Watching 20th Century Fox's Fantastic Four is like picking through a salad after not getting what you ordered. Some of it's edible, but after a few minutes, it's not worth the trouble, you get frustrated, and you send it back. Fantastic Four will please only the least fussy of patrons; anyone with taste and discrimination will be squirming well before the halfway point. If Fox is smart, they're hard-selling this to the grade-school crowd, who probably won't notice that common sense takes a holiday every couple of minutes.
As conceived in 1961 by comic-book writer Stan Lee and artist-collaborator Jack Kirby, the Fantastic Four are Dr. Reed Richards (Ioan Gruffudd), Ben Grimm (Michael Chiklis), Sue Storm (Jessica Alba), and her brother Johnny Storm (Chris Evans). Astronauts who are a little too gung-ho for NASA, the four blunder into a cosmic cloud and emerge with strange powers: Reed becomes the rubberized Mr. Fantastic, able to stretch into any shape; Ben mutates permanently into a super-strong, rock-hard creature dubbed "the Thing"; Sue becomes "Invisible Girl," with the added ability to generate force fields, while "Human Torch" Johnny can fly when he spontaneously combusts.
Like most long-running comics, Fantastic Four has been continually reinvented, allowing filmmakers the freedom to tinker. Here, their arch-nemesis Victor von Doom (of the Latverian von Dooms) gets his scarring and energy-harnessing ability the same way the heroes do: on board von Doom's ill-fated space station. As in the comics, the maniacally jealous industrialist-despot (Julian McMahon, well-cast) blames Richards for his fate and resents the celebrity of the Four, who are quickly dubbed heroes by their fellow New Yorkers. Since the big-screen Four invariably destroy a four-block radius whenever they come to the "rescue," their fast friendship with New Yorkers seems dubious.
The choice to economize the Fantastic Four-Doom rivalry is a good one that illustrates moral choice, especially when faced with an extraordinary challenge. But the good ideas pretty much screech to a halt right there. After a slow learning curve as to the nature of their mutations, the plot loses all momentum. Doom gets incrementally angrier over the next hour, as his condition worsens, then he finally adopts the appearance of supervillain Doctor Doom and attacks the Fantastic Four. As the titles say, "THE END." The "second act," then, stutters along with poorly developed in-fighting amongst the heroes and, worst of all, a scene in which Johnny suits up to do motocross at the X Games (hey, extreme product placement!); this is a sequel to the scene in which Johnny takes his nurse on an extreme helicopter-drop/snowboarding date.
Johnny says of the mutation, "Am I the only guy who thinks this is cool?"; since his character's one-dimension is that he's an extreme ass, Evans plays that note loudly and repeatedly. Reed is a nerdy putz who can't quite get up the gumption to be a man with Sue, whose only character trait is that she secretly wants Reed to be a man. Gruffudd tries too hard to overcome his natural stiffness (and his natural Welsh accent), while Alba doesn't try hard enough to, well, act. As in the comics, Ben Grimm is the best character, a tortured Frankenstein who didn't ask to be "born" this way. Grimm learns to harness his anger for good, and re-cultivates his briefly dormant sense of humor. Ideally cast Chiklis (TV's The Shield) does good work behind The Thing's tough hide, but it's clear he's languishing in director Tim Story's expensive folly.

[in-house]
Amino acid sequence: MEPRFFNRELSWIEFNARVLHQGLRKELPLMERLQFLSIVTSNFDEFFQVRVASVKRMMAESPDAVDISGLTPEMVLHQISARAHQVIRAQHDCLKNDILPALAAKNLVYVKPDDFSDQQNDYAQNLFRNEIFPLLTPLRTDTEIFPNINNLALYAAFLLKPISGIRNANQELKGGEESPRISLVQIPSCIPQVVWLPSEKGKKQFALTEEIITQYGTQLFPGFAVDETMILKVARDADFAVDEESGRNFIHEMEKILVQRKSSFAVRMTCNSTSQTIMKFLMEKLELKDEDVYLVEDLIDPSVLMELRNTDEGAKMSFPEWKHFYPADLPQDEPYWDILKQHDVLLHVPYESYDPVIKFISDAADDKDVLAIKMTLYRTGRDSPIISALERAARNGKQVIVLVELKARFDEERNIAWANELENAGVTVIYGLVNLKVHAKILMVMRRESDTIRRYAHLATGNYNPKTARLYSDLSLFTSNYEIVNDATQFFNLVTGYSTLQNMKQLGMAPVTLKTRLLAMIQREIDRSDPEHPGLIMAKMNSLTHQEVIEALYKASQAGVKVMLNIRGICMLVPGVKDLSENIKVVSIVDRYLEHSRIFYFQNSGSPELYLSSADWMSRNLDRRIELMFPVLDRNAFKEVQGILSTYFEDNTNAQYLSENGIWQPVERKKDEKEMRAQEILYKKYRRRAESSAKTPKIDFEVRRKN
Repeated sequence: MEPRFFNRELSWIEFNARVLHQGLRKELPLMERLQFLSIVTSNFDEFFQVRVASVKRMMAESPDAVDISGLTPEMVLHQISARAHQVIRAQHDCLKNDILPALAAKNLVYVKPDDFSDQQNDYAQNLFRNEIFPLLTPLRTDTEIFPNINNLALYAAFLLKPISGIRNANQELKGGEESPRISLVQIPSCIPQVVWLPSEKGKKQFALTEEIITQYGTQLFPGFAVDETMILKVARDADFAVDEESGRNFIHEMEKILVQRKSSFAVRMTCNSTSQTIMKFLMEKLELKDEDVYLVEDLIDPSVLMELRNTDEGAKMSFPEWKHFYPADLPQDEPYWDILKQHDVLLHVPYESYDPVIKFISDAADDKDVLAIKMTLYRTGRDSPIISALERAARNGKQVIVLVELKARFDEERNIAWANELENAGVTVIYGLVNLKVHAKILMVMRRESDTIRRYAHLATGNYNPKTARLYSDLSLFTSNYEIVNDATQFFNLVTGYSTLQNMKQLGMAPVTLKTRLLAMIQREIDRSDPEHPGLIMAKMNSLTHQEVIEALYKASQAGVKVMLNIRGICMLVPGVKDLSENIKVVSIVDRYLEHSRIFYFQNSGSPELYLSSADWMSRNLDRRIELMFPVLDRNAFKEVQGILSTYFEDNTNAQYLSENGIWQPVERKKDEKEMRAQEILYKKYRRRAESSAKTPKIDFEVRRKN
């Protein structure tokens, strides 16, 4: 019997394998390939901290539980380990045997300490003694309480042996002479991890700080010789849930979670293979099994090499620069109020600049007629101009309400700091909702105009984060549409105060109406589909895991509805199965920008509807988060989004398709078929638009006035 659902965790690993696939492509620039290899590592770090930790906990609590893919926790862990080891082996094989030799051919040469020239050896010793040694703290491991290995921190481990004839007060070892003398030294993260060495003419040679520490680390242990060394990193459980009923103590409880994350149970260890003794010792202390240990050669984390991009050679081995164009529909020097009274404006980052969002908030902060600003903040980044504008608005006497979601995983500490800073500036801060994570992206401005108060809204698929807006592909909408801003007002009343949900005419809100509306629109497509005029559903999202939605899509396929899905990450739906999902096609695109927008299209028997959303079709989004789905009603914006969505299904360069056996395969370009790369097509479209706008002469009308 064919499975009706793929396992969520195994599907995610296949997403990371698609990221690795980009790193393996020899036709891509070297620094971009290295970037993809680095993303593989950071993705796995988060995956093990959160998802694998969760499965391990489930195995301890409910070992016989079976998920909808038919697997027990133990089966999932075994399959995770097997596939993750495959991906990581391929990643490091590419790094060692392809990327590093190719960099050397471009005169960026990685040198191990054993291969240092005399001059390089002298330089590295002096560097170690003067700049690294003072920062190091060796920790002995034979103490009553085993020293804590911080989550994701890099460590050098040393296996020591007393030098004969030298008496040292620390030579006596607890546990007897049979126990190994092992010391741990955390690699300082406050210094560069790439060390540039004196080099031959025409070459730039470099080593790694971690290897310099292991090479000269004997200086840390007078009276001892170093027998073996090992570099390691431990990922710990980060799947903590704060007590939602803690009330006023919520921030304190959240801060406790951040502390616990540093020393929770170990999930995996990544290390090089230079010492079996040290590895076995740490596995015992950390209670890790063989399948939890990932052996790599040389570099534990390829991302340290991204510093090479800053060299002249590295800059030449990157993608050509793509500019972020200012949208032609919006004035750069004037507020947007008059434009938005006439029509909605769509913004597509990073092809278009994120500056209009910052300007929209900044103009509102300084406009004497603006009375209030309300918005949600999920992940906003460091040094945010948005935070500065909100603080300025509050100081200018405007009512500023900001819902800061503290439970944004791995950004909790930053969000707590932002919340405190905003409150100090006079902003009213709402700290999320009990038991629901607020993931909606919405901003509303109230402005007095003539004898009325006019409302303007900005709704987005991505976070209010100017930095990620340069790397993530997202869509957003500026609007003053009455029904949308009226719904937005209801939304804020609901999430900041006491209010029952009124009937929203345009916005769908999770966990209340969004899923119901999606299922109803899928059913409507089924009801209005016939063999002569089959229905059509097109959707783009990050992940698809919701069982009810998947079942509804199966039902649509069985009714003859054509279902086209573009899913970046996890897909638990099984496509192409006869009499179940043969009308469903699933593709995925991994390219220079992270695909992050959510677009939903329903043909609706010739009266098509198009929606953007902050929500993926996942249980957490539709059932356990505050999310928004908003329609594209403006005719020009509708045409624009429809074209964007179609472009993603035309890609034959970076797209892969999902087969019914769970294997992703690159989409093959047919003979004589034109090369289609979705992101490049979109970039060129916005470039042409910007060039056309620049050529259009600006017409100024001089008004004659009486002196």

The production's troubled history (a decade of rewrites, budget overruns, reshoots to dodge the FF-inspired The Incredibles, bad test screening, and endless reediting) shows in the final product, a transparent salvage job with terrible editing and a weak score by John Ottman. Surprisingly, the special effects are mostly up to snuff, with the Four's powers appropriately translated to the screen until the clearly rejiggered finale. One-time director Columbus remains onboard as producer, but presumably his input went the way of the dodo when he gave up the director's chair.
The screenplay is attributed to Mark Frost and Michael France, though Simon Kinberg and at least two others go uncredited. Despite the mish-mash results, the script has its bright spots, arranging for some of the comic's most iconic images, catch-phrases ("Flame on!" and "It's clobberin' time!"), and character dynamics (Johnny and Ben go at it regularly). Stan Lee does his requisite cameo, here as kindly mailman Willie Lumpkin, and Kerry Washington passes through as Grimm's blind love interest Alicia Masters, though her short scenes are atrocious (both characters derive from the comics).
Too many writers at cross-purposes and desperate editing lead to baffling plot holes. Early on, a six-minute deadline passes in twenty seconds of real-time action, and repeated talk of Richards' debts (we even see his overdue bills) goes immediately out the window as he apparently hires crews to come into his offices and erect brand-new, state-of-the-art equipment. So much of the film is bungled with inept storytelling and watered-down dialogue, and Story is so powerless to right the course, that Fantastic Four winds up more dopey than fun.